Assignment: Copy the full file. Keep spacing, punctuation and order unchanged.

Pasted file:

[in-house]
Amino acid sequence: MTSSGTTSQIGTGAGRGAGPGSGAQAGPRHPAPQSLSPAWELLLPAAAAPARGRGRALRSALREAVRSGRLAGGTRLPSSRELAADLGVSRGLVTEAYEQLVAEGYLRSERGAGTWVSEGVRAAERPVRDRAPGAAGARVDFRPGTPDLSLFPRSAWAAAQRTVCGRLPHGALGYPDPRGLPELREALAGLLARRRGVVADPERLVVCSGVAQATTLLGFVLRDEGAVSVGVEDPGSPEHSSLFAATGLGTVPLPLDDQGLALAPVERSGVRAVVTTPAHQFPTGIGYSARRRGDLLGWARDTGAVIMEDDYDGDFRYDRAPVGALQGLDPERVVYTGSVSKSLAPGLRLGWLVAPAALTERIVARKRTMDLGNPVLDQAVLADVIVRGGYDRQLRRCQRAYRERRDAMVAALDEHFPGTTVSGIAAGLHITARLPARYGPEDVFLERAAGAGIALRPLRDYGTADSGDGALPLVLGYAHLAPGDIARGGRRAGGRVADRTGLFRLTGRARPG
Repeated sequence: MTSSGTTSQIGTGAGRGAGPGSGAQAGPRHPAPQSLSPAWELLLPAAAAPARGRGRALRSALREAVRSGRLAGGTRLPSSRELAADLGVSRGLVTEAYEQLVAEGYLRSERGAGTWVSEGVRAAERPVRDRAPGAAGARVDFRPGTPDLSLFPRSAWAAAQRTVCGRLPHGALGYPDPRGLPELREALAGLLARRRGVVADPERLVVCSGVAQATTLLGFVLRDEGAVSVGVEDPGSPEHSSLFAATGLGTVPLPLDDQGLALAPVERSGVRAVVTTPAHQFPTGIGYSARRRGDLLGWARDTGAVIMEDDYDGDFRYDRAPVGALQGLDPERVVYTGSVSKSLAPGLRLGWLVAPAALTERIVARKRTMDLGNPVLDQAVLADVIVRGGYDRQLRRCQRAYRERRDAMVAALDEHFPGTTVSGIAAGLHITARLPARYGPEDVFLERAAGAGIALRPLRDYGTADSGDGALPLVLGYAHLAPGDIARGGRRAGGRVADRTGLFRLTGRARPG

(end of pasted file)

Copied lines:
[in-house]
Amino acid sequence: MTSSGTTSQIGTGAGRGAGPGSGAQAGPRHPAPQSLSPAWELLLPAAAAPARGRGRALRSALREAVRSGRLAGGTRLPSSRELAADLGVSRGLVTEAYEQLVAEGYLRSERGAGTWVSEGVRAAERPVRDRAPGAAGARVDFRPGTPDLSLFPRSAWAAAQRTVCGRLPHGALGYPDPRGLPELREALAGLLARRRGVVADPERLVVCSGVAQATTLLGFVLRDEGAVSVGVEDPGSPEHSSLFAATGLGTVPLPLDDQGLALAPVERSGVRAVVTTPAHQFPTGIGYSARRRGDLLGWARDTGAVIMEDDYDGDFRYDRAPVGALQGLDPERVVYTGSVSKSLAPGLRLGWLVAPAALTERIVARKRTMDLGNPVLDQAVLADVIVRGGYDRQLRRCQRAYRERRDAMVAALDEHFPGTTVSGIAAGLHITARLPARYGPEDVFLERAAGAGIALRPLRDYGTADSGDGALPLVLGYAHLAPGDIARGGRRAGGRVADRTGLFRLTGRARPG
Repeated sequence: MTSSGTTSQIGTGAGRGAGPGSGAQAGPRHPAPQSLSPAWELLLPAAAAPARGRGRALRSALREAVRSGRLAGGTRLPSSRELAADLGVSRGLVTEAYEQLVAEGYLRSERGAGTWVSEGVRAAERPVRDRAPGAAGARVDFRPGTPDLSLFPRSAWAAAQRTVCGRLPHGALGYPDPRGLPELREALAGLLARRRGVVADPERLVVCSGVAQATTLLGFVLRDEGAVSVGVEDPGSPEHSSLFAATGLGTVPLPLDDQGLALAPVERSGVRAVVTTPAHQFPTGIGYSARRRGDLLGWARDTGAVIMEDDYDGDFRYDRAPVGALQGLDPERVVYTGSVSKSLAPGLRLGWLVAPAALTERIVARKRTMDLGNPVLDQAVLADVIVRGGYDRQLRRCQRAYRERRDAMVAALDEHFPGTTVSGIAAGLHITARLPARYGPEDVFLERAAGAGIALRPLRDYGTADSGDGALPLVLGYAHLAPGDIARGGRRAGGRVADRTGLFRLTGRARPG